I usually leave bare feet a little longer than if I was shoeing them. Just enough that they still have some wear protection. Heels left too long are not very good either. If they are too long, they are weak. It sounds to me like the vet is looking for a straight hoof/pastern axis in your horse. When people say that the toe is too long, it doesn't mean that the farrier/trimmer didn't take enough toe off the bottom of the foot. The foot is most likely distorting forward, and needs to be "backed up".

    well when she vetted him she thought he had a bit of a broken/hoof pastern axis. i did not see it. neither did the owners. we had the results sent to University of Guelph and they did not comment on the hoof/pastern axis. i had him xrayed. so she said that it was probably okay. they would have commented on it if it was off. she felt it was very slight. she did recommend getting a good farrierr and making sure the farrier did not leave the toes too long. she did say he had nice feet. solid thick hoof walls, really good sole. he is a swedish warmblood just turned 4yo so he does not have the weak feet that many TB's have.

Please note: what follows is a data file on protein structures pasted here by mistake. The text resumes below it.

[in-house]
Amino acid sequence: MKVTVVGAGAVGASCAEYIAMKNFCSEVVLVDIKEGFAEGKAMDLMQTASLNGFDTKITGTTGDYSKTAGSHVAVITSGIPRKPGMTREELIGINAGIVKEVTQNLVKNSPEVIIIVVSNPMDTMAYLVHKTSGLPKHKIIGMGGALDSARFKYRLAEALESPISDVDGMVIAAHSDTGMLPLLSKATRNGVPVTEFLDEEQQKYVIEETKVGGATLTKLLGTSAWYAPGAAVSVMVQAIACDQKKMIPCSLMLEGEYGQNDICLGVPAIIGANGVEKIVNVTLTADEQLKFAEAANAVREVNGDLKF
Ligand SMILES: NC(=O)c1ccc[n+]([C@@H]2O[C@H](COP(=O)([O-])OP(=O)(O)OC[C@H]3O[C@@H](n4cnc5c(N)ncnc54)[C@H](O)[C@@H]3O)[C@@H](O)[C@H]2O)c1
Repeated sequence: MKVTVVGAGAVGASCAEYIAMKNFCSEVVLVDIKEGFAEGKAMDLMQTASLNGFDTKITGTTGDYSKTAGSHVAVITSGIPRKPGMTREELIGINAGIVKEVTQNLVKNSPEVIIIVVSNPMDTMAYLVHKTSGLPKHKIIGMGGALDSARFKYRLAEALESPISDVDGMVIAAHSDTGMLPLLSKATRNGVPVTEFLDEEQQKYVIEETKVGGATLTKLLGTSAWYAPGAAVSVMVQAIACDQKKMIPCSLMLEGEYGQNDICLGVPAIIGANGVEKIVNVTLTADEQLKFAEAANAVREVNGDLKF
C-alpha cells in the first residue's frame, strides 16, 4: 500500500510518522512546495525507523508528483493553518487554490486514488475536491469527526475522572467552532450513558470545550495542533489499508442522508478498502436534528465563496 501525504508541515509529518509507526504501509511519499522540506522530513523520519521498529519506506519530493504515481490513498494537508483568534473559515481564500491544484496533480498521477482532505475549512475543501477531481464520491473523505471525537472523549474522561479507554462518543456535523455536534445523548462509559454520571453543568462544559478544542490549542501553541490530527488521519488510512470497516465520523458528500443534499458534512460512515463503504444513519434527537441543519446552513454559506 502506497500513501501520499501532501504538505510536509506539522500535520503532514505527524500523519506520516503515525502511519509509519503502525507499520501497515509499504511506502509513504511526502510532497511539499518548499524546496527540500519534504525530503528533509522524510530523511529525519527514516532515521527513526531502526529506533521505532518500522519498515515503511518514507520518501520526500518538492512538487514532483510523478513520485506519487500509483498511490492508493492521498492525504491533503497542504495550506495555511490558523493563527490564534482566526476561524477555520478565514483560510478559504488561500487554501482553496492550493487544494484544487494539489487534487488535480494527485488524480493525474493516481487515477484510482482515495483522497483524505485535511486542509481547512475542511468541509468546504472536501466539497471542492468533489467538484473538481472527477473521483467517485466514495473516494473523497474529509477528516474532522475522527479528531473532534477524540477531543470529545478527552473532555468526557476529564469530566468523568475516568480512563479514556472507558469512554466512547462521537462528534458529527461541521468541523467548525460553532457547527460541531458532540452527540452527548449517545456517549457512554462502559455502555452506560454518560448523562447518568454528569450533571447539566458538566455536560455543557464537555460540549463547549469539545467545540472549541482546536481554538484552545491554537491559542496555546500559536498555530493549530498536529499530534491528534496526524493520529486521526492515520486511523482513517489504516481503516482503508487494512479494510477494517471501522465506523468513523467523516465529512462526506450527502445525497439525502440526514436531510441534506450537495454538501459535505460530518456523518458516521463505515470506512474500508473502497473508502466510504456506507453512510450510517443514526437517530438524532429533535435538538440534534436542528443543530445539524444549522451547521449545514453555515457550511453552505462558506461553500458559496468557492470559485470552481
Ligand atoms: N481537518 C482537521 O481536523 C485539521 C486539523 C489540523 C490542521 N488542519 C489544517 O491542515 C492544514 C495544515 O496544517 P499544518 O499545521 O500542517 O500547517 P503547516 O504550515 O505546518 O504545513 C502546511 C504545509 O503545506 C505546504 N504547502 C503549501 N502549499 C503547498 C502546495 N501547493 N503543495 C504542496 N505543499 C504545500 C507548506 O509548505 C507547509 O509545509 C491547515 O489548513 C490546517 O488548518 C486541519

thanks for all the info. so it sounds like as long as i get a good farrier i should be okay.



  10. #10
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    Quote Originally Posted by grayarabs View Post
    For starters I would recommend the following websites - again if I have memorized them correctly:


    Can you post photos of your horse's hooves - ie clean hooves - side shots - sole shots, etc?!
    thanks for the info! i will try to get pictures. so far his feet have been great.
    so would you say a good barefoot trimmers trim is the same as a good farrier's trim?



  11. #11
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    Quote Originally Posted by TSWJB View Post
    so it sounds like as long as i get a good farrier i should be okay.
    I think so!



  12. #12
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    Mar. 4, 2008
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    Birmingham, AL
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    Default

    From my personal experience, I have not had luck using a farrier to barefoot trim horses. The farrierS I used left the toe too long and the heels to high, didn't bevel the edge (mustang roll), or didn't trim back the bars, etc. Basically they trimmed as if they were going to put shoes on afterwards, which really isn't correct trimming anyway but it seems there are a lot of farriers out there that leave toes and heels too long, etc. I have used a couple of different barefoot trimmers. One did not do a good job but that happens with farriers too. The other barefoot trimmers have been very good and my horse's are feeling good and sassy. I have recently changed barefoot trimmers because the last one had too many scheduling conflicts and the newest one is doing a wonderful job.